The Japanese were reported to have cut the roads leading into the British base at Imphal in India, the ultimate objective being Dimapur, 60 miles north, the central supply depot for the forces fighting under General Joseph Stilwell in northern Burma.

Meanwhile, the glider-borne commandos who had landed behind enemy lines below Myitkyina, the Japanese base in northern Burma, had successfully cut off all communications arteries north and south of the town.

From Bougainville it was reported that two strategic hills outside the Empress Augusta Bay beachhead had been captured by the Allies, appearing to cause Japanese withdrawal from the area which had been harassed by the enemy in recent weeks.

On Friday, the Seventh Air Force struck Dublon Island in Truk Atoll for the fourth straight night. Another air group struck Ponape in the Caroline Islands.

George Tucker, in the "Reporter's Notebook" column, reports from Italy of the activity of the military police in the area, guiding Allied troops limited to nighttime movement as enemy lines were too close for operations during the day. They were the traffic directors who escorted the men through safe areas, away from mine fields and labyrinthine trails leading nowhere.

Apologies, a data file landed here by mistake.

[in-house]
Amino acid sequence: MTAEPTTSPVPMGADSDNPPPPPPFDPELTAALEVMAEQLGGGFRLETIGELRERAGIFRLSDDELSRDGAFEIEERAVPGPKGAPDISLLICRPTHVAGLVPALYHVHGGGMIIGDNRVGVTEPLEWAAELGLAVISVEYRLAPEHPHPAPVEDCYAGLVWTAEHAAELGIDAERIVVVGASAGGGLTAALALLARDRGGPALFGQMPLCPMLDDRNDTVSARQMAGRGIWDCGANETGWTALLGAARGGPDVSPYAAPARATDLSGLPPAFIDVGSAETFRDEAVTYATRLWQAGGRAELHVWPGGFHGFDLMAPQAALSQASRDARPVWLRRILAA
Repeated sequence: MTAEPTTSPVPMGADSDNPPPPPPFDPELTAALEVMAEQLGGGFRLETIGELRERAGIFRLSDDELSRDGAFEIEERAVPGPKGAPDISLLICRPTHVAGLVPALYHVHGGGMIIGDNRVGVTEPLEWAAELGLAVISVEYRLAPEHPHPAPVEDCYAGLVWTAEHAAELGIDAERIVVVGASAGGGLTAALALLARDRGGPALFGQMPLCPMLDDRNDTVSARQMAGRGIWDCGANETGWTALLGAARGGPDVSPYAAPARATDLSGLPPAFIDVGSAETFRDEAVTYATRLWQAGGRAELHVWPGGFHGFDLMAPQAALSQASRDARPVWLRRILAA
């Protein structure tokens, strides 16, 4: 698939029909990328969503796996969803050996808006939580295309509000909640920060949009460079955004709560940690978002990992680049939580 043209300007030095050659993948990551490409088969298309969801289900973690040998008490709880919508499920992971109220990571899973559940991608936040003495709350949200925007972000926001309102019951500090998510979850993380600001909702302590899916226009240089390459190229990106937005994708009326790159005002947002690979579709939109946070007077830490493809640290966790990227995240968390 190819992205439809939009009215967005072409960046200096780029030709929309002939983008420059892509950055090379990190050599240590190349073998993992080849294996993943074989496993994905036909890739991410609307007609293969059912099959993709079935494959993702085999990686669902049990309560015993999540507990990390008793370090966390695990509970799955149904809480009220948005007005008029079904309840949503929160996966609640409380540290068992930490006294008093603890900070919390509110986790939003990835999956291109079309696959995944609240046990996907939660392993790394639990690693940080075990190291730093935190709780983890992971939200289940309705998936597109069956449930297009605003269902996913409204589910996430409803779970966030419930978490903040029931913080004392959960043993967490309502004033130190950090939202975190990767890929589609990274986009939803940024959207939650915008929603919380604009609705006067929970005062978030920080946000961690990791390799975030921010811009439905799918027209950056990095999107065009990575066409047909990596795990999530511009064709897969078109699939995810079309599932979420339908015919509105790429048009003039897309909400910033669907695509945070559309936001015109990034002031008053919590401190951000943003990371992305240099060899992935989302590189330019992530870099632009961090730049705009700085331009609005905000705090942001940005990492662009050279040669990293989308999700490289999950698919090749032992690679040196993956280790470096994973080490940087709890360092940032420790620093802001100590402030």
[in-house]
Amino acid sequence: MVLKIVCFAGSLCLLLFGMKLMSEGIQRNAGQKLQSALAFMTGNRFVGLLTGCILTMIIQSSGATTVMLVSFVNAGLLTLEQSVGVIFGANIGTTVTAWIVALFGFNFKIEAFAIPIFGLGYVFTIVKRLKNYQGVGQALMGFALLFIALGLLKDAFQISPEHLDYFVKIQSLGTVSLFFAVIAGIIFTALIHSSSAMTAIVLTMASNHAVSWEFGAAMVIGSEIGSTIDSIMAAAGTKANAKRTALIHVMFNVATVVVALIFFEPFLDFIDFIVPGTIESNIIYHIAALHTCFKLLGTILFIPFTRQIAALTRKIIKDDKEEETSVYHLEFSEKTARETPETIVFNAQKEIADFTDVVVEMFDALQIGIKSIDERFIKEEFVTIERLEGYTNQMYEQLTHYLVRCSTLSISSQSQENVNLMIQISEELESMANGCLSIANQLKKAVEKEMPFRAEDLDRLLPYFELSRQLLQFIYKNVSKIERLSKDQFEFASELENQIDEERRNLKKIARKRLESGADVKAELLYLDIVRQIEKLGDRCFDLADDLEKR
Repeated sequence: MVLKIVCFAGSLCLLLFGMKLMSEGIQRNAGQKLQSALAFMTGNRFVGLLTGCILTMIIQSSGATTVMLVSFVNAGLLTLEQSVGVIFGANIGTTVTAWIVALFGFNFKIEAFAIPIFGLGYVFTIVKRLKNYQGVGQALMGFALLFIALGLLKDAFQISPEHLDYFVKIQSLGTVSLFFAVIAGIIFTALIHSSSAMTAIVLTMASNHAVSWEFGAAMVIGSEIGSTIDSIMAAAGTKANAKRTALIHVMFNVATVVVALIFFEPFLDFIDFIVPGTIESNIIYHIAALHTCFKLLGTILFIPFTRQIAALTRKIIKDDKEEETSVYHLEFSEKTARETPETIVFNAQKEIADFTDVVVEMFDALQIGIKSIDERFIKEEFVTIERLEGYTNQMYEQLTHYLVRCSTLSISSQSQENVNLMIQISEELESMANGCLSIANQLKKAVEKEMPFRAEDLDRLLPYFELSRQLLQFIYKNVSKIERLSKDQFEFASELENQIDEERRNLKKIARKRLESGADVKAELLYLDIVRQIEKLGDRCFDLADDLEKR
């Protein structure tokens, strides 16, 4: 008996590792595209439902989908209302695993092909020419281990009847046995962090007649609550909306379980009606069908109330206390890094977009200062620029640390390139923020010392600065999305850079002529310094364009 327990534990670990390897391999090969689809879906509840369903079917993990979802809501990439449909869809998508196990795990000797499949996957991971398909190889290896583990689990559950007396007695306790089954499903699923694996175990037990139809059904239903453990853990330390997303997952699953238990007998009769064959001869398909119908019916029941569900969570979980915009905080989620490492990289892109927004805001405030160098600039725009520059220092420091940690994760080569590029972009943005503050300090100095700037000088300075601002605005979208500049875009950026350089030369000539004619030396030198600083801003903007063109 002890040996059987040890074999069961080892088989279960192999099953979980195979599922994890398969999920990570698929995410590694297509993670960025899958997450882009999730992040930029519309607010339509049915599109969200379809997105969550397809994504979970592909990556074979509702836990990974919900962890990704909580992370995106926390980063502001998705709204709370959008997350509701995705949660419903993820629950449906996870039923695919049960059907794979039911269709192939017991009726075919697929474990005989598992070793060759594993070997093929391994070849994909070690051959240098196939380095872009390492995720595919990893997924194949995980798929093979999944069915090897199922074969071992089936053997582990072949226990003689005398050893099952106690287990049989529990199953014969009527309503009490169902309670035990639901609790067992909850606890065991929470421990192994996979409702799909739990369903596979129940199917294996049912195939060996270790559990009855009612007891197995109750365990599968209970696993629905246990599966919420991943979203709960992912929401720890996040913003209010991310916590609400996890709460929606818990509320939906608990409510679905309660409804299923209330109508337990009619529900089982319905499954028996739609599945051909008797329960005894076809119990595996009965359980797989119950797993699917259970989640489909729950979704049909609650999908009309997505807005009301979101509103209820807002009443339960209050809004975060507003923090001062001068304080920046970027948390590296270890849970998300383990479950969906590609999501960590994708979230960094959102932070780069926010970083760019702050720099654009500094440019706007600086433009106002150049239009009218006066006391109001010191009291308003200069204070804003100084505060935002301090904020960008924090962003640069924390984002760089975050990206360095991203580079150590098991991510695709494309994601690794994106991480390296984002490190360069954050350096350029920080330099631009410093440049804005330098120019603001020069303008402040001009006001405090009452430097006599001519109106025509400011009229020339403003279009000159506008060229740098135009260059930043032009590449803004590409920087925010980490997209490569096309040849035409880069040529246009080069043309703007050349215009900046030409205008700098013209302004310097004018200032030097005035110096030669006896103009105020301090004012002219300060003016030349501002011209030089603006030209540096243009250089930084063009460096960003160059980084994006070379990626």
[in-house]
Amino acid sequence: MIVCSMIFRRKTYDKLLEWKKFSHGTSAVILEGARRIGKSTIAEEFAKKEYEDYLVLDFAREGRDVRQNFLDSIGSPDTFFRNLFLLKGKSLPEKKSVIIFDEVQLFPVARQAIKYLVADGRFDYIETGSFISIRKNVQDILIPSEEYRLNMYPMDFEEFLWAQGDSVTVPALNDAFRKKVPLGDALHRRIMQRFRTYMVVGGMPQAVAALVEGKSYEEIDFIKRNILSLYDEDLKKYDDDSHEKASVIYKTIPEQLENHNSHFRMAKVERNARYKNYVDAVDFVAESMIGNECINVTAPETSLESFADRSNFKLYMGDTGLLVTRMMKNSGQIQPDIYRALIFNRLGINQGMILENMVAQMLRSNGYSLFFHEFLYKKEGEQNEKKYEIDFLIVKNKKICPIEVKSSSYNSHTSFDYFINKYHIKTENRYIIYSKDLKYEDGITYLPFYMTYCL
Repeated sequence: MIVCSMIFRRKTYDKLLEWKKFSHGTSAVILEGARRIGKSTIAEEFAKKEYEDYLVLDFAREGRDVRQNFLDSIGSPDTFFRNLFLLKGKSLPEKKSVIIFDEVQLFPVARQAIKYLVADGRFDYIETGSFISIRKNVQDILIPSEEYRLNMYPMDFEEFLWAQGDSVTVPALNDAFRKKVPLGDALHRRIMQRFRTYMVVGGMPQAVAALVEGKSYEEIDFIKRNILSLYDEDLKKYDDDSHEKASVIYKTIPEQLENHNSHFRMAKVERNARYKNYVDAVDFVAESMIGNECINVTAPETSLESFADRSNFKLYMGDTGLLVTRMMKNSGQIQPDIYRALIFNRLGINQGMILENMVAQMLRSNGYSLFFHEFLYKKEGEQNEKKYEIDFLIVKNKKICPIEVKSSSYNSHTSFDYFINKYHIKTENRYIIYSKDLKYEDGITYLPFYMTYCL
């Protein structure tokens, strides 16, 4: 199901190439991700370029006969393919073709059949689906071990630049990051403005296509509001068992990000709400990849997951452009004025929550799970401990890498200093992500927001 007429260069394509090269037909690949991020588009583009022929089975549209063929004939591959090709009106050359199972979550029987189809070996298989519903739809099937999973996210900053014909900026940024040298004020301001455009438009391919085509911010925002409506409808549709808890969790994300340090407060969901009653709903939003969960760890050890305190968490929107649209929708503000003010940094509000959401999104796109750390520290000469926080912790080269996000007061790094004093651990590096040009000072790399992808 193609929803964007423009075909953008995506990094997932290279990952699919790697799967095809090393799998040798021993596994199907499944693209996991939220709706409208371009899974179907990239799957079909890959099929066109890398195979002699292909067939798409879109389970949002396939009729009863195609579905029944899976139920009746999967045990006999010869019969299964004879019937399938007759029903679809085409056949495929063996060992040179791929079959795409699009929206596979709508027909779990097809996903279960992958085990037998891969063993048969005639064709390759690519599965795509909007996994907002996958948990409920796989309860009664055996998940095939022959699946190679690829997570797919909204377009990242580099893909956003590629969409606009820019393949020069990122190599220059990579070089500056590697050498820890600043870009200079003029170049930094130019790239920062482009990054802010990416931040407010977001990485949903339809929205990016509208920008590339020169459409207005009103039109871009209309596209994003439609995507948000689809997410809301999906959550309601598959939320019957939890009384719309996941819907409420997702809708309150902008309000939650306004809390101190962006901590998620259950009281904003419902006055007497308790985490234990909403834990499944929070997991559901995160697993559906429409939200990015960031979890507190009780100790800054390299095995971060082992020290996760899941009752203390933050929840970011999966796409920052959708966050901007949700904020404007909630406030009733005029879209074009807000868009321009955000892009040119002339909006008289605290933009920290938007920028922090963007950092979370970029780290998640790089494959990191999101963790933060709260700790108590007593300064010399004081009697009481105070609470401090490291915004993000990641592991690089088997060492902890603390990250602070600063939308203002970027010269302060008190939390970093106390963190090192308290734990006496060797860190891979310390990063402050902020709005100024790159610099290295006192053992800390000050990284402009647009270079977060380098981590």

Mr. Tucker accompanied Major Samuel Lyon, head of the M.P.'s in the area, in a jeep on the night of March 28. They watched as a group of Allied infantrymen, silhouetted in the moonlight, marched across a bridge, headed to the front. Many would not return. It wasn’t hard to discern what was on their minds.

At one point, they stopped before a wide open field. A machinegun began blasting from about 400 yards away. Mr. Tucker became nervous and got out of the jeep to walk around. The soldiers around him, however, did not pay any attention. Major Lyon informed him that there was nothing about which to be perturbed. Two German patrols met out in the field every night and enjoyed raising a racket.

The New York Philharmonic, directed by Artur Rodzinski, gave a performance of the U.S. debut of the Eighth Symphony of Russian composer Dmitri Shostakovich at Carnegie Hall on Sunday evening. The somber symphony had been written during the previous summer and premiered in Moscow November 4 under the direction of Yevgeny Mravinsky.

And in Kansas City, Claude Watson, Prohibition Party candidate for president, questioned in a public news conference the right of Mrs. Roosevelt to fly in Army transports, allegedly to campaign for her husband, while he had lost his airline reservation because of Army priorities.